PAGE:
level between 2006 and 2010. This was largely because prices for wheat, corn and other major crops increased sharply above traditional price support levels after 2003. From 2002 on, most traditional program subsidy payments were directed to milk producers and crops like rice, peanuts, and cotton. Very few payments were made to major feed and food grain crops like corn, soybeans, and wheat. In contrast, conservation payments increased by about forty percent between the periods 1996-2000 and 2001-2005, and by a further 80 percent between 2006 and 2010. Crop insurance subsidies also increased rapidly, averaging about $1.6 billion a year from 1996-2000, but over $5.9 billion from 2006-2010. The

Congressional Budget Office is predicting that those subsidies will be even larger between 2013 and 2017, averaging about $11 billion a year. In contrast, annual direct payments remained relatively stable over the entire fifteen year period at between $4.5 billion and $5.5 billion, varying only in response to relatively modest changes in payment rates associated with attempts by the Congressional agricultural committees to comply with federal budget objectives that varied over time.

WhERE IS US aGRIcUltURal POlIcy hEaDED: thE WROnG DIREctIOn?
Over the past two years, for two reasons, the direct payments program has increasingly been criticized as a waste of tax payer funds. First, those subsidies are transparently payments for doing nothing associated with farming; second, they disproportionately flow to larger farms and wealthier farmers and landowners, often being described as “corporate welfare.” Much of the debate over the new “2012” farm bill, now likely to be a 2013 Farm Bill, has been focused on the abolition of the direct pay- E

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E ments program and what will
happen to the approximately $5 billion that would result in “farm bill budget savings.” In late September of 2011, the Congressional House and Senate Agricultural Committees cut a deal with the Congressional “Super Committee” charged with accomplishing a reduction of about $200 billion a year in the federal deficit. Total spending in the 2012 Farm Bill would be reduced by $2.3 billion a year, with a cut of $0.5 billion in nutrition (food stamp) program spending, another $0.3 billion or so reduction in conservation program outlays, and a net cut in farm subsidy program spending of $1.5 billion. Given that the Agricultural Committees agreed to end the direct payments program, they would then have about $3.5 billion to spend on new farm subsidy programs. Since then, the House and Senate Agricultural Committees have been soliciting “input” from farm lobbies about how to spend that money. A l l of the proposa ls have involved shifting subsidies away from the direct payments program that is widely viewed as not distorting production and, therefore, as a green box or blue box program from the perspective of US commitments in the 1994 World Trade Organization (WTO) Agricultural Agreement. The spare money ($3.5 billion) would then be allocated to programs that tie subsidies to farmers current production choice, which are unambiguously pro-

Much of the debate over the new “2012” farm bill, now likely to be a 2013 Farm Bill, has been focused on the abolition of the direct payments program and what will happen to the approximately $5 billion that would result in “farm bill budget savings.”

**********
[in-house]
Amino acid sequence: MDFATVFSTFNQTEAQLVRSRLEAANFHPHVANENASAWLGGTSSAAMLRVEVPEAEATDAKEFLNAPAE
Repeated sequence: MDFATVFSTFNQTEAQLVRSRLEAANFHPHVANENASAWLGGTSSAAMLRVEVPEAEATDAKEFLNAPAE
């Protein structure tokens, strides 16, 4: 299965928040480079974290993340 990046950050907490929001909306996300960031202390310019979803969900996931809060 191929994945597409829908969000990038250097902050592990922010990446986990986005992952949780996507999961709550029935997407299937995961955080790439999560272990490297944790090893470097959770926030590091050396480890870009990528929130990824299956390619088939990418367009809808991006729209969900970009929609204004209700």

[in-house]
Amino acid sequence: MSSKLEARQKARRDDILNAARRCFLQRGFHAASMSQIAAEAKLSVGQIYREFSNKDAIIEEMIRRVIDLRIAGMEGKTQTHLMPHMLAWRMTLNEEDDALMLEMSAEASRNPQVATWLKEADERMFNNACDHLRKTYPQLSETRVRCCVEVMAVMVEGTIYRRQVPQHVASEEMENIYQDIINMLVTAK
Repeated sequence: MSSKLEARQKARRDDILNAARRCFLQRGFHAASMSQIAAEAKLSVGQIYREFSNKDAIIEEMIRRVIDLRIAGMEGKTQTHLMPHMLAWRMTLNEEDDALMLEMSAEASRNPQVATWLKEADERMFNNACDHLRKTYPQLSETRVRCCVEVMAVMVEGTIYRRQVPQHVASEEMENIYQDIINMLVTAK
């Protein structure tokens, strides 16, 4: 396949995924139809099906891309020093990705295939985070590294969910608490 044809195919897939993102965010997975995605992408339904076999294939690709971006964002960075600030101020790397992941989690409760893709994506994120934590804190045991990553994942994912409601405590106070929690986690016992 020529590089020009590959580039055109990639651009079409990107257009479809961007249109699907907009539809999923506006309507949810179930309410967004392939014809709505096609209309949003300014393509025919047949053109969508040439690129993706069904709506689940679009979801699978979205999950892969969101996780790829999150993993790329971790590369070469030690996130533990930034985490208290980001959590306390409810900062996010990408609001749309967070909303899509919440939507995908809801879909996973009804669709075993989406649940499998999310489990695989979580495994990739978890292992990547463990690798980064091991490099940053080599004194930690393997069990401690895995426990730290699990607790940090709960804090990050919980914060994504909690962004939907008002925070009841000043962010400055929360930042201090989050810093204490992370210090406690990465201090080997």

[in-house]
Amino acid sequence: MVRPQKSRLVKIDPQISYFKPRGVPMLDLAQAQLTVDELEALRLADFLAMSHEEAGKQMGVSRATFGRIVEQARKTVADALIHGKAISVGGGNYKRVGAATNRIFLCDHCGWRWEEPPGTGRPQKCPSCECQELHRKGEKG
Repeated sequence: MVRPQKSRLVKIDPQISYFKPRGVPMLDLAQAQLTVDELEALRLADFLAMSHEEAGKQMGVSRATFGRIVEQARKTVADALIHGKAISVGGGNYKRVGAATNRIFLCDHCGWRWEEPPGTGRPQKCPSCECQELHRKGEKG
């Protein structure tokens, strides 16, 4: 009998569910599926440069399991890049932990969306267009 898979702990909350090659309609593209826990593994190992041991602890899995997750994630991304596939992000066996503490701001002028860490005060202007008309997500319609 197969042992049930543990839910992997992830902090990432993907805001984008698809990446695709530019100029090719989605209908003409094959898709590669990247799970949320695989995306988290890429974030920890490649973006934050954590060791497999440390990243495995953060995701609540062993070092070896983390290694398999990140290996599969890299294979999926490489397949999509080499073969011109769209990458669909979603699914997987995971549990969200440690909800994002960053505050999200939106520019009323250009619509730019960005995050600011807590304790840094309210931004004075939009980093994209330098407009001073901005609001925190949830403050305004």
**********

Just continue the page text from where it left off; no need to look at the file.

market prices than the support prices available under the traditional loan rate program.

What WIll haPPEn tO US FaRm POlIcy
At this point, no one knows whether the Senate or House proposals will prevail, or whether Congress and President Obama will cut a “fiscal cliff” deficit reduction deal over the next two months that sharply reduces the monies available for farm subsidies. Many observers suspect that there will be no farm bill deal until a deficit reduction package has been crafted. If that is the case, a possible scenario is that Congress, with the goal of protecting funding for other programs such as food stamps for the poor and national defense, will simply reauthorize the 2008 Farm Bill for the next five years and phase out or immediately end the direct payments pro-

gram, saving $5 billion a year for other uses. In an era of record prices for most agricultural commodities, the impacts of that sort of initiative on the financial health of the US farm sector would be minimal and, for the most part, fall on the largest and wealthiest farm operations and landowners. From a global trade perspective, that outcome would be better than passage of either the proposed Senate or House Farm Bills. No new trade distorting agricultural subsidy programs would be introduced and the adverse effects on US farm families, who are generally doing very well relative to other US families, would be very modest. n

duction distorting and a potential “amber box” problem with respect to the WTO. The Senate is proposing a shallow loss program tied to every hectare planted to crops like wheat, corn and soybeans that would give farmers subsidies when estimated revenues from the crops fall below 89 percent of their average levels over the past five years (on a per hectare basis). The House Bill would give farmers subsidies on every hectare planted to a crop if prices for the same set of crops fall below a new set of support prices that would be much closer to current

BIBlIOGRaPhy
• vincent H. smith and joseph W. Glauber. “agricultural insurance in Developed Countries: Where Have We Been and Where are We Going.” applied economic Perspectives and Policy (autumn 2012) 34(3): 362-390. • vincent H. smith, Barry K. Goodwin, and Bruce a Babcock. “Field of schemes Mark ii: The Taxpayer and economic Welfare Costs of Price Loss Coverage and supplementary insurance Coverage Programs.” american enterprise institute, Washington D.C., september 12, 2012. • Barry K. Goodwin. We’re not in Kansas anymore: is There any Case for agricultural subsidies. american enterprise institute, Washington D.C., july 12, 2011 • Daniel a. sumner, vincent H. smith, Barry K. Goodwin. american Boondoggle: Fixing the 2012 Farm Bill. american enterprise institute, july 12, 2011. • Bruce L. Gardner. american agriculture in the Twentieth Century: How it Flourished and What it Cost. Harvard University Press, 2006, Boston, Massachusetts. •john C. Beghin, Barbara el Osta, jay r, Cherlow, and samarendu Mohanty. “The Cost of the U.s. sugar Program revisited.” Contemporary economic Policy, vol. 21 no. 1 (2003): 106-16. • Brian D. Wright and Bruce L. Gardner. reforming agricultural Commodity Policy. american enterprise institute, 1995, Washington, D.C.

janvier Fevrier Mars 2013 analySE FInancIèRE n° 46